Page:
Table 4.1: Proximate composition of biscuit from African yam bean, sorghum and wheat flour




The production of biscuit from African yam bean, sorghum and wheat flour prove to be successful, the nutritional content of the biscuit indicate that the blends of legumes flour (African yam bean) and cereal flour (sorghum and wheat) can help control malnutrition among young and adult, from the result ASW1 has less moisture content, and higher fat, protein, CHO content making it more nutritious compared to sample ASW2, ASW3 and ASW4 respectively, this indicate that the production of biscuit from African yam bean, sorghum wheat flour up to 40% AYB, 30% Sorghum and 30% wheat is of great source and can last longer due to it’s low moisture content. The sensory attributes of the four samples shows the ASW4 has higher acceptance compared to other samples.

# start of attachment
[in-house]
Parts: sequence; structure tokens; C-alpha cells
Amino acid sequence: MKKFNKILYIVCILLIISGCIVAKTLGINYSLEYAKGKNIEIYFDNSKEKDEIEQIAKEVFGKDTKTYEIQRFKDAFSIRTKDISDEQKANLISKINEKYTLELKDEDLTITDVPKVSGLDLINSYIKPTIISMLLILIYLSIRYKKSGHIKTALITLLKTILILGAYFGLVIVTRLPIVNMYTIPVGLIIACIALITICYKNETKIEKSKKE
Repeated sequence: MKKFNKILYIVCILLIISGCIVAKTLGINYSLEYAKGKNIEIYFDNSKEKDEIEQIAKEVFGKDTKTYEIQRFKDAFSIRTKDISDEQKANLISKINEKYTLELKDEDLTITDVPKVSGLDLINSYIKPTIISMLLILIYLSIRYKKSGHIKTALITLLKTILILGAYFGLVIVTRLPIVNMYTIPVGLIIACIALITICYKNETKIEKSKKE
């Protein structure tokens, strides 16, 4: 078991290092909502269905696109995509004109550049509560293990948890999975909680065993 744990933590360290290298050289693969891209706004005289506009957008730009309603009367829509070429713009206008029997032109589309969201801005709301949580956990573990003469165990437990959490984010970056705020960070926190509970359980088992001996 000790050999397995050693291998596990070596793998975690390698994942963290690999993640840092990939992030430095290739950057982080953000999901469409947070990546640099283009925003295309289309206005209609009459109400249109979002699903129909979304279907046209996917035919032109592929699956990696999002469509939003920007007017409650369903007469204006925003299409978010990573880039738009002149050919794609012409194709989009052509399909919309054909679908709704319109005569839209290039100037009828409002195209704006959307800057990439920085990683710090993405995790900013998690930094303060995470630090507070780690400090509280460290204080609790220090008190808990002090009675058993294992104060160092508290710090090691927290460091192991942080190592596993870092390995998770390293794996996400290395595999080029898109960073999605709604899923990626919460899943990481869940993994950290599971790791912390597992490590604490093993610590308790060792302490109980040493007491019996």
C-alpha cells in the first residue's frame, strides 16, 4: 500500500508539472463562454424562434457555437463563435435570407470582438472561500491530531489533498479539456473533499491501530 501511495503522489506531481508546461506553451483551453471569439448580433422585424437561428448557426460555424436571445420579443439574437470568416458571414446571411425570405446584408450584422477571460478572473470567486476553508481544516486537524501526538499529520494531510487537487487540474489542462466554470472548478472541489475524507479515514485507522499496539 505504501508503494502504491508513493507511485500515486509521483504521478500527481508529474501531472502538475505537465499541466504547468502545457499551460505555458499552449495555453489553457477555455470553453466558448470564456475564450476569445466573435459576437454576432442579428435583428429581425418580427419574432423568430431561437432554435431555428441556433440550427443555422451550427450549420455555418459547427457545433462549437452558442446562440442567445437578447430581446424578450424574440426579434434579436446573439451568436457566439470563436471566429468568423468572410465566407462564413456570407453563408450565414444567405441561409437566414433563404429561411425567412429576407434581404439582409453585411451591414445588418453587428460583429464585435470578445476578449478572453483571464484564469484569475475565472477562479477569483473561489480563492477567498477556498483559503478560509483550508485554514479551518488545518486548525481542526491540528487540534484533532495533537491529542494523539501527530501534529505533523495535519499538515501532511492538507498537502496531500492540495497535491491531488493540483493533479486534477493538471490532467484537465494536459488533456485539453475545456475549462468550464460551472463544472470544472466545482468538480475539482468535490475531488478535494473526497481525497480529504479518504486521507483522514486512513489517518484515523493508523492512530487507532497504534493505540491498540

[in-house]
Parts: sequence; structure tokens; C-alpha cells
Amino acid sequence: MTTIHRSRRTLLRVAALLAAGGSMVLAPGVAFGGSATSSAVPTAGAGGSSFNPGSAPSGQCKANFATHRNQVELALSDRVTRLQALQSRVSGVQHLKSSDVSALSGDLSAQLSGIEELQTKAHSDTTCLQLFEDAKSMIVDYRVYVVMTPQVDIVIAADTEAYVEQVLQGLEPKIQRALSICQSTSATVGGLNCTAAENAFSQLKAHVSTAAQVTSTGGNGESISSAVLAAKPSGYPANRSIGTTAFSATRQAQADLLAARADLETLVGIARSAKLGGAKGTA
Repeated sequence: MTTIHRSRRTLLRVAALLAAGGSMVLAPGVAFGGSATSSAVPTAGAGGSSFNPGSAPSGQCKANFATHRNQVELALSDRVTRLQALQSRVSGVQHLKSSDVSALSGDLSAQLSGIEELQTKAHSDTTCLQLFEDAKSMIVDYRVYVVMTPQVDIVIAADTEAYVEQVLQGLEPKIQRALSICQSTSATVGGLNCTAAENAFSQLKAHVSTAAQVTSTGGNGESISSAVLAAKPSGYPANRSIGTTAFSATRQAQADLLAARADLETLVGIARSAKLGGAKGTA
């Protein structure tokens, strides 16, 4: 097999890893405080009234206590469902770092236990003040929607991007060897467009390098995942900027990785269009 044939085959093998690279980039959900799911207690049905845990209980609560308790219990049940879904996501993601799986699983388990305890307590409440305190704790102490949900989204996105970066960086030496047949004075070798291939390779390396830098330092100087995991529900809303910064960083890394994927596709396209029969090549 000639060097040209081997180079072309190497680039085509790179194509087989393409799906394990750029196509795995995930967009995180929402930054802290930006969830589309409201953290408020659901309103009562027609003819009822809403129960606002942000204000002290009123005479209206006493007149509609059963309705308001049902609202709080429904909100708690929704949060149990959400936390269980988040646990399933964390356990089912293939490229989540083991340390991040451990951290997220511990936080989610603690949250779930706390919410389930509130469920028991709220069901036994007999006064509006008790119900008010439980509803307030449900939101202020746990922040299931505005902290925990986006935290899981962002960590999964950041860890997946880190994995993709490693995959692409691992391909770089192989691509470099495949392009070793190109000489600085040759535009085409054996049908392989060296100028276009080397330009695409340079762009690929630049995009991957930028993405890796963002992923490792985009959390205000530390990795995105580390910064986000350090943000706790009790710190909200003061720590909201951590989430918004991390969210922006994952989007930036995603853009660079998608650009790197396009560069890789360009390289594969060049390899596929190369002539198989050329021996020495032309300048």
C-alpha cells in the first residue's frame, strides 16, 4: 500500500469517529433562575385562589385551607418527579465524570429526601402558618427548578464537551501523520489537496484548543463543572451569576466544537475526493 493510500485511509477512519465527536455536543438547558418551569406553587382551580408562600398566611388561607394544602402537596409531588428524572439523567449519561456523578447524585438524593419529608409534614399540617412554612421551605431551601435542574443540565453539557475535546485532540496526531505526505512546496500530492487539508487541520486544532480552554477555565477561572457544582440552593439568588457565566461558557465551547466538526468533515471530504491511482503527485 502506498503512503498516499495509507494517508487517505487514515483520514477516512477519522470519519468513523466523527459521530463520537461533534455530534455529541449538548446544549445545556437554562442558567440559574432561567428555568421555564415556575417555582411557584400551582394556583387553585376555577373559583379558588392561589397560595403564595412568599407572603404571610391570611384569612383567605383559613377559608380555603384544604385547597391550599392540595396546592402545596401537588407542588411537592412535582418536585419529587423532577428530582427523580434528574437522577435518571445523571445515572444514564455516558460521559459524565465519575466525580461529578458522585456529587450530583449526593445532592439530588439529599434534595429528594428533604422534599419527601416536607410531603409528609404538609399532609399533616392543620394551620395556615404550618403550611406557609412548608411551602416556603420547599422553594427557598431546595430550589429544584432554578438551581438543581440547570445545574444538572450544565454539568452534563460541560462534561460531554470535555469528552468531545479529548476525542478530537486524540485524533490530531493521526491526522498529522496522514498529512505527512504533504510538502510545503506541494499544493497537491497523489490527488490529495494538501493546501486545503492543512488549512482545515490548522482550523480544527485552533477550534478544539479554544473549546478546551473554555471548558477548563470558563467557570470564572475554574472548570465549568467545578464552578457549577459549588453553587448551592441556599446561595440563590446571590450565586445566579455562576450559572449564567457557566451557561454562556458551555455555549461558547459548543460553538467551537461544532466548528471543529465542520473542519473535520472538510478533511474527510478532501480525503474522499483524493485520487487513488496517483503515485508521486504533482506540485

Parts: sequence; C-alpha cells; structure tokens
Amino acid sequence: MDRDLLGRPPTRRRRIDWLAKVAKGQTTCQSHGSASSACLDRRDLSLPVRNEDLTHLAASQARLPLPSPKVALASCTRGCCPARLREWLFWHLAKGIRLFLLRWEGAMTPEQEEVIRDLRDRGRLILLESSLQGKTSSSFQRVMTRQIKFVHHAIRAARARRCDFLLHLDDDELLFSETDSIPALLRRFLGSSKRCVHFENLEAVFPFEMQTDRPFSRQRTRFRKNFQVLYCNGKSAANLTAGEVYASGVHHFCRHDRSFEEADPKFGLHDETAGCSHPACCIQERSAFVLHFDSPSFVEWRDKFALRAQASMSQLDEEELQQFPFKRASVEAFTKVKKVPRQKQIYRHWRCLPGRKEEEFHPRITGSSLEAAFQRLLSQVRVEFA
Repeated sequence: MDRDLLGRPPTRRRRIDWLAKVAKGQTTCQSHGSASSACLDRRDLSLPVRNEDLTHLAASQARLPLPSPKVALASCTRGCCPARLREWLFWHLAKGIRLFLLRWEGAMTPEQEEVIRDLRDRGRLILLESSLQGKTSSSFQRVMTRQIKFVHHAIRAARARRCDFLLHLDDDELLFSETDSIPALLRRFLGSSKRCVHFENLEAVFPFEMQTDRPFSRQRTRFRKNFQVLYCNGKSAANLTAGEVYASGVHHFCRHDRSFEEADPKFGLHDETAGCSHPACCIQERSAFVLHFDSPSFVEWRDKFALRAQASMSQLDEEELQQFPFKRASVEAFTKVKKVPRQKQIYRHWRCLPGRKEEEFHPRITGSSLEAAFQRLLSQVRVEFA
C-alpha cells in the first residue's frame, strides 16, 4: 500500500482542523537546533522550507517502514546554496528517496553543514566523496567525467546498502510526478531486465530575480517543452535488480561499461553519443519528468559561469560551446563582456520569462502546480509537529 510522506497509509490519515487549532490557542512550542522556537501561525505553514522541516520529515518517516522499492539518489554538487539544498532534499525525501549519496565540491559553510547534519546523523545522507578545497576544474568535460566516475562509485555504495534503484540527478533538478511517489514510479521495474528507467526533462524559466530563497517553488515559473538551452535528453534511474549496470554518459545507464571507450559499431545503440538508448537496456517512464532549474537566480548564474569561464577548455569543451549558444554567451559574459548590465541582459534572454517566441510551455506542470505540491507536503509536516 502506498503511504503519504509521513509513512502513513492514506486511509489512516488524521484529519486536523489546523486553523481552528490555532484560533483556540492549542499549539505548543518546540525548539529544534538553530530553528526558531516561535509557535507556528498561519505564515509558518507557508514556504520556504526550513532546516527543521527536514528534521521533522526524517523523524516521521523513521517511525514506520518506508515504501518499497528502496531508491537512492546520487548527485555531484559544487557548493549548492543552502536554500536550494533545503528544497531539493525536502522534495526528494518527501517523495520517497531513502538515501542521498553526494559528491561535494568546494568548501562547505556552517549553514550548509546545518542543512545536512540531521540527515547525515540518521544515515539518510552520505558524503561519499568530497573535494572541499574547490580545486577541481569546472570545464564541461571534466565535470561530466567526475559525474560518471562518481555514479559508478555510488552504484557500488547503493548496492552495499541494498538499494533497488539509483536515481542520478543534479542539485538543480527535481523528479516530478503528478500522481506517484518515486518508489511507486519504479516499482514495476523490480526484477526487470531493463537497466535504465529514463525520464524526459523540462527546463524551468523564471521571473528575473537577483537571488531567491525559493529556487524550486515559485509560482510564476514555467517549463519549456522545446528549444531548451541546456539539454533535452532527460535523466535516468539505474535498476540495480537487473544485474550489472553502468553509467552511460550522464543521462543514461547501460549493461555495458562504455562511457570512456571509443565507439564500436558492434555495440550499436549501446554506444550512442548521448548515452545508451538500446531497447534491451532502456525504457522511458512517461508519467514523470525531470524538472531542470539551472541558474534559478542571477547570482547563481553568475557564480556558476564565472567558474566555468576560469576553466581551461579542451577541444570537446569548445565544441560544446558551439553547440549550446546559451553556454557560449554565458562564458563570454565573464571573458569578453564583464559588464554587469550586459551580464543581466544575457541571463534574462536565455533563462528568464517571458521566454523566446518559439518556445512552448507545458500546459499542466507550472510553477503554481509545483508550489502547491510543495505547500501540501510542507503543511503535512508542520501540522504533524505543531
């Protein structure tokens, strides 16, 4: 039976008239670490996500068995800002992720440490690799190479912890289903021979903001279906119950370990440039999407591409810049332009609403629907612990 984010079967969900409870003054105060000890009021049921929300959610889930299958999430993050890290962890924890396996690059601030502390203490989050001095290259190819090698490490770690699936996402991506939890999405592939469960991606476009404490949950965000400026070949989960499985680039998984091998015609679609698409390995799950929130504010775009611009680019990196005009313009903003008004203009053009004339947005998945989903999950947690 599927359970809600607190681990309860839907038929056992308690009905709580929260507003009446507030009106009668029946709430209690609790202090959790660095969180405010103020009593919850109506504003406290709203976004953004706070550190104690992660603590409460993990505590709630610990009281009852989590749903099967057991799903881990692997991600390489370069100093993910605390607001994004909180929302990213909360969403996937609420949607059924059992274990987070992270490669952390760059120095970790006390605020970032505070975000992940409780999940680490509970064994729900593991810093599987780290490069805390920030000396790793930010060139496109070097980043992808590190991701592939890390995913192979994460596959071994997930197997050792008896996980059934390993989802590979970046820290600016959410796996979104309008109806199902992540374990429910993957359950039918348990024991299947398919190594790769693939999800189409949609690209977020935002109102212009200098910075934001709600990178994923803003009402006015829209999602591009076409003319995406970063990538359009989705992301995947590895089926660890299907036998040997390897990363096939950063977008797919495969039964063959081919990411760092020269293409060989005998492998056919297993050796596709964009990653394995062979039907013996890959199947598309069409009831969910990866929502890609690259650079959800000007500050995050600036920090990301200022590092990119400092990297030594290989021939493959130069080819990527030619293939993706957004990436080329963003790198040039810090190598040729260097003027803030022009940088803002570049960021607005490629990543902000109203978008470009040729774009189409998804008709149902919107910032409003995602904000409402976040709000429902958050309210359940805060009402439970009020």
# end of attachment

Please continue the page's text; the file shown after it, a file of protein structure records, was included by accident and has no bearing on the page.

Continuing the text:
Based on the finding above, it is therefore recommended that food producing industries should consider the use of legumes flour such as African yam bean, soybean and others in the production of biscuits because it will enhance the nutritional content of the biscuit and can help control protein malnutrition.